MC introduce supposed “counterexamples” of God and slavery. Take the slavery case. They recognize that “Hoppe and Rothbardian libertarians in general do not believe in universal self-ownership. In particular, they believe that criminals may be rightfully enslaved to pay off their debts to victims (or their heirs).” Well, of course! Hoppe is a libertarian. To advocate self-ownership means that a person has the right to control his body, as a default or prima facie matter. But if someone commits aggression, of course the victim now is a partial “owner” of the aggressor’s body, because he has a right to use force against it. So consider a man who now “owns” an aggressor who, say, murdered the man’s wife. Of course, the owner could engage in debate with the slave, but only by granting the slave the right to use his body for purposes of argument. But how does this change the fact that no one can argumentively deny the normative presuppositions that imply libertarianism? Let’s assume the owner is libertarian. He believes in the need for property rules and conflict-avoidance. He believes any norms have to be universalizable. If he advocated socialism, his argument would be incompatible with necessary argumentative presuppositions of peace, prosperity, and conflict-avoiding prosperity—because socialist rules are either not universalizable or are not based on objective links between owner and resource. But his claim that he has a right to wield force against the slave is perfectly justified. It is universalizable, because the different treatment of the slave-aggressor and the master-victim is not arbitrary but is grounded in the objective fact of the act of aggression. It is compatible with objectively assigning property rights, because it is a way of enforcing objectively assigned property rights that are violated.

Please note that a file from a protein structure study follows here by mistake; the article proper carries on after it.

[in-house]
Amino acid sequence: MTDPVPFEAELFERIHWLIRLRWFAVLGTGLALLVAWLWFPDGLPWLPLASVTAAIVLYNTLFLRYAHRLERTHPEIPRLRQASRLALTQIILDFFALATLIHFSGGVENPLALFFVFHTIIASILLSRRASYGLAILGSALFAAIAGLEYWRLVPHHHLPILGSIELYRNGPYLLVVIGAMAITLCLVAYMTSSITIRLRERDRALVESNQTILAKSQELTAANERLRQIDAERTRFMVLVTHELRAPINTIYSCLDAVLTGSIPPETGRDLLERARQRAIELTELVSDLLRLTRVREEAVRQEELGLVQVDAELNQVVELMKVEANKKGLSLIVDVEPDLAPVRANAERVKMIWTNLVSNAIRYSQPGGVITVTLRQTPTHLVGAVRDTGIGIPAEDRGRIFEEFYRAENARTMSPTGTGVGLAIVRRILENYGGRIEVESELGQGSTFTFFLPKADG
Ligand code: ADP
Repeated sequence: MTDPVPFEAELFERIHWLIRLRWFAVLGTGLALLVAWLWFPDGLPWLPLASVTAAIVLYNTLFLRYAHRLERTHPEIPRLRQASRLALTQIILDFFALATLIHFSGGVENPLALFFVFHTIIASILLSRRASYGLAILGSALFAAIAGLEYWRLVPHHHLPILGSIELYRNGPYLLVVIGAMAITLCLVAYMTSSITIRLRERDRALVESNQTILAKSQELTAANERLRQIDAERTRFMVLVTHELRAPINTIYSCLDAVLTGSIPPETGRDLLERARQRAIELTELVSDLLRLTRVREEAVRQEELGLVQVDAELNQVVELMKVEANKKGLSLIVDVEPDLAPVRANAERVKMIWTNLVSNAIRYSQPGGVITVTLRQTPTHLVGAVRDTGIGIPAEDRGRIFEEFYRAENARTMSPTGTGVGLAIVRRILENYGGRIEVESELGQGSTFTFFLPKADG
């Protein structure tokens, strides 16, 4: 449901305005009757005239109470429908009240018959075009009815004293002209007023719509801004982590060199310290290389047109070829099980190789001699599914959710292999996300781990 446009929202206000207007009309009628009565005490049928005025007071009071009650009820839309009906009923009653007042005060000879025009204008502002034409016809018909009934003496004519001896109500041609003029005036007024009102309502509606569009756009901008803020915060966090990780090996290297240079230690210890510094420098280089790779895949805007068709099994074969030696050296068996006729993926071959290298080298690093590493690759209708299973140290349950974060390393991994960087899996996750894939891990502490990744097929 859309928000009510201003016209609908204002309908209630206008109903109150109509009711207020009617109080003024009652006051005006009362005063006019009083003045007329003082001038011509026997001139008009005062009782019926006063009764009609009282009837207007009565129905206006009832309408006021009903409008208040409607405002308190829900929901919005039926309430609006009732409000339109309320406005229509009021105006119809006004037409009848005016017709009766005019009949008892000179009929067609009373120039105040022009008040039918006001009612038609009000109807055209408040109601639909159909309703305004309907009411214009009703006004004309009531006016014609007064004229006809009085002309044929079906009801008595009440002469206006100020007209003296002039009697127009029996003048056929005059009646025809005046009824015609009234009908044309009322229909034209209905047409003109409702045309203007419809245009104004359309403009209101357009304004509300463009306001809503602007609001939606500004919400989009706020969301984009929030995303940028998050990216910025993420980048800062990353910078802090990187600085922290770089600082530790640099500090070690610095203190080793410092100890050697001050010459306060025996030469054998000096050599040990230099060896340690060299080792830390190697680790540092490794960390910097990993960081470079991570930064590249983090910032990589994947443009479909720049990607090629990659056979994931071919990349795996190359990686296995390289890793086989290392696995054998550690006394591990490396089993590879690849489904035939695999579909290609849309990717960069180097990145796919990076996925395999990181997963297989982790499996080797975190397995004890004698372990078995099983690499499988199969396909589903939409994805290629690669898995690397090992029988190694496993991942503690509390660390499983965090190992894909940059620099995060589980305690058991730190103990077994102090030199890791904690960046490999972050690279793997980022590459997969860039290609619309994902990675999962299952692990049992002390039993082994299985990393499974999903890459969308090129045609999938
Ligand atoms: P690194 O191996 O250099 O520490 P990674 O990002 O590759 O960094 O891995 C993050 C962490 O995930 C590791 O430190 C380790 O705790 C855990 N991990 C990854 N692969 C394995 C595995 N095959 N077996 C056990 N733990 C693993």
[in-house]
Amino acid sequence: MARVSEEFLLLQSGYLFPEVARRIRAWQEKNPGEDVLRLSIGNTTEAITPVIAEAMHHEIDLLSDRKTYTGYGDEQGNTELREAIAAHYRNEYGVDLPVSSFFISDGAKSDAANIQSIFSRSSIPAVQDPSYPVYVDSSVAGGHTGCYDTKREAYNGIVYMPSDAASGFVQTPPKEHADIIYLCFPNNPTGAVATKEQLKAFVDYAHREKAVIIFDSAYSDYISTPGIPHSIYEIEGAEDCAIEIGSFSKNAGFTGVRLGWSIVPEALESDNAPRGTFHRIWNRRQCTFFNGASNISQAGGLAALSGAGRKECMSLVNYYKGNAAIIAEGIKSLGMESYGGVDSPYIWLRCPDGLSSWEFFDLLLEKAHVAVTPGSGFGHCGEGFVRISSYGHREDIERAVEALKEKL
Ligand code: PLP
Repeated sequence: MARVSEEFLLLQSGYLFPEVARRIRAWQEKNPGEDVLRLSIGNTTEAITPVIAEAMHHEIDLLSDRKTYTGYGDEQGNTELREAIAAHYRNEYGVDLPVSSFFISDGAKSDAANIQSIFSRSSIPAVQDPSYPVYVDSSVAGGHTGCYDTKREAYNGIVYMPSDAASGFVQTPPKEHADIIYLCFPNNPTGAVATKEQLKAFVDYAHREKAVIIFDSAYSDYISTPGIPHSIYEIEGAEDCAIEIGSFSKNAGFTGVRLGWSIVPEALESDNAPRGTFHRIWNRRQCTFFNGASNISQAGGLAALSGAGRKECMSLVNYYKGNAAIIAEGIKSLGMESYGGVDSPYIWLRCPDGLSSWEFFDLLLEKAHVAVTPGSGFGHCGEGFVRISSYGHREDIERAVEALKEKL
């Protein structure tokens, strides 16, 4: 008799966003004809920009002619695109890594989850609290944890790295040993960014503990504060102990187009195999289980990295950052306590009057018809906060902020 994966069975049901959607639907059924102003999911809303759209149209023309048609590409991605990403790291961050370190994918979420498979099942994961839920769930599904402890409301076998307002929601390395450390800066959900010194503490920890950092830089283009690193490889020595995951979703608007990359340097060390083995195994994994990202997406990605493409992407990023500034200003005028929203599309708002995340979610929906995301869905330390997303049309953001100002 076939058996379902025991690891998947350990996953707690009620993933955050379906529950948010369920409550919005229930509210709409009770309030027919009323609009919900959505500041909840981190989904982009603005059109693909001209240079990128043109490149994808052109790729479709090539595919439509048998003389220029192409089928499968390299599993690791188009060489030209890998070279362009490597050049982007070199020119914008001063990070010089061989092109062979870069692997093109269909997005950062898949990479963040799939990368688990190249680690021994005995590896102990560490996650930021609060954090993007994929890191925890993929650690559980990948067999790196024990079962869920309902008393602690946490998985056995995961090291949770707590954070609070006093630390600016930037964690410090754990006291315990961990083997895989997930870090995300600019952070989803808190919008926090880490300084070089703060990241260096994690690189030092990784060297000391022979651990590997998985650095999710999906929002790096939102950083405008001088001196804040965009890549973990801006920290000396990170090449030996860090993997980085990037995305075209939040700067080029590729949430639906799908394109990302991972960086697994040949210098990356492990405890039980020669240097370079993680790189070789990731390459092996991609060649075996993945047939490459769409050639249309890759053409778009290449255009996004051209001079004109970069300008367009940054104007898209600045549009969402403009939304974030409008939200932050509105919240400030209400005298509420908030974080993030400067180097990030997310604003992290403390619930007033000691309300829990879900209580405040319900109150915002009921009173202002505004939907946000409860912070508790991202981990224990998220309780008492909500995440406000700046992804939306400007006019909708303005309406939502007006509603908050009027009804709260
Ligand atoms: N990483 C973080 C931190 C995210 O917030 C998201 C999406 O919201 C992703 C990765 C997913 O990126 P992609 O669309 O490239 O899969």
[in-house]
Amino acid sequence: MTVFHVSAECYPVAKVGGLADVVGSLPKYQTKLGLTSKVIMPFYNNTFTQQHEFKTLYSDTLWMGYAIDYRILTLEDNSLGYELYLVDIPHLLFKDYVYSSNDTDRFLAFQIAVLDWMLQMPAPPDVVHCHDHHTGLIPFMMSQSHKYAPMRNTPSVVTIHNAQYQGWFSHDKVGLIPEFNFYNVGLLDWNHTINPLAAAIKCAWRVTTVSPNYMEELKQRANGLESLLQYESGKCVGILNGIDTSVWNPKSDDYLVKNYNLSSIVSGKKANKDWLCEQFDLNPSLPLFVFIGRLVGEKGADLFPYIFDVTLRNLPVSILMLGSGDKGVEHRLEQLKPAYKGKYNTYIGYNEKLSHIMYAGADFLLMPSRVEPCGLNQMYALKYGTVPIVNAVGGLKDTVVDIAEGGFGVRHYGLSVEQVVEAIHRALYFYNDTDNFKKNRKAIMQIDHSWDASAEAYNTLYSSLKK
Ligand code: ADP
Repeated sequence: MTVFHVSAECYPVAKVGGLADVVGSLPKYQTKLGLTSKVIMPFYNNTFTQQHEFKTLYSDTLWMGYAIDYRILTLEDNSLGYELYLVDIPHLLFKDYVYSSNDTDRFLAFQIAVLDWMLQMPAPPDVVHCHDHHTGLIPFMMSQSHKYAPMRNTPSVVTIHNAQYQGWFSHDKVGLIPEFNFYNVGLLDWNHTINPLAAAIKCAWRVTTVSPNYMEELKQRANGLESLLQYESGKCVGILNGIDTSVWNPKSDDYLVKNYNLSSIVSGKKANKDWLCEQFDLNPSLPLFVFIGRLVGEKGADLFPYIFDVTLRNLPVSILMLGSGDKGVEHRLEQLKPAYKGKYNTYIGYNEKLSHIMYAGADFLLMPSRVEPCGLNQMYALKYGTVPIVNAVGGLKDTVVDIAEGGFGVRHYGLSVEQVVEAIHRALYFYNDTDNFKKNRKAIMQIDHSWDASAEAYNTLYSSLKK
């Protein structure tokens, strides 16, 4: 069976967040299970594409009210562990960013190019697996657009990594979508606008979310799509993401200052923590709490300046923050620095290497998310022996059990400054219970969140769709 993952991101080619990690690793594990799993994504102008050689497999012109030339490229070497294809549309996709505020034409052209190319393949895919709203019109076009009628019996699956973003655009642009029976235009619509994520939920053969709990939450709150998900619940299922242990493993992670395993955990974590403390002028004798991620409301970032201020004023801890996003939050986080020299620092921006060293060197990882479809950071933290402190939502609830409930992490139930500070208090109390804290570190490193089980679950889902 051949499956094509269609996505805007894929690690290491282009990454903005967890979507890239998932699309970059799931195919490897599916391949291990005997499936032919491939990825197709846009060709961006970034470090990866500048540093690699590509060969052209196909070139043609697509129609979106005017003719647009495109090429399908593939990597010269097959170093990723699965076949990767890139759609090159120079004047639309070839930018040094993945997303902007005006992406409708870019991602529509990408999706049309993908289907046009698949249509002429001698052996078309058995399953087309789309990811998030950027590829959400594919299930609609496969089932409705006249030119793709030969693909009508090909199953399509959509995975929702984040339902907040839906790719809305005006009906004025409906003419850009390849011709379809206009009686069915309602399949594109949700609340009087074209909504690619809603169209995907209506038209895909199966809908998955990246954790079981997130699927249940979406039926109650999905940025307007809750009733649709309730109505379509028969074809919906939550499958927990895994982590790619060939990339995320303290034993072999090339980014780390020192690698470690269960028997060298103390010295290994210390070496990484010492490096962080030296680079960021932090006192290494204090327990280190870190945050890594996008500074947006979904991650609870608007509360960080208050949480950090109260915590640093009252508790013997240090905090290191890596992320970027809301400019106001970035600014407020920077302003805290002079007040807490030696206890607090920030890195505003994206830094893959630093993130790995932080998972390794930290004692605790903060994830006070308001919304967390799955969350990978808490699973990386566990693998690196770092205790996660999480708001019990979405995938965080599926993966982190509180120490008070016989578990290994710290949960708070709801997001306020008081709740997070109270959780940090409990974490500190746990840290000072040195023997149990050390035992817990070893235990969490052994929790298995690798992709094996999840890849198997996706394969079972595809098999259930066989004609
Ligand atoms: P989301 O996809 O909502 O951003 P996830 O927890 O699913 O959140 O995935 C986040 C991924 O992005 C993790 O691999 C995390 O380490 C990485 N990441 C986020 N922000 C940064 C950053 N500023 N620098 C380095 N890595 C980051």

As for God—you can’t just posit that God owns everyone and “therefore” we are not self-owners. Moreover, even if God does own us, it could be that we are still self-owners vis-a-vis each other. In any event, this in no way refutes the conclusion that only the libertarian norms can be argumentatively justified in discourse.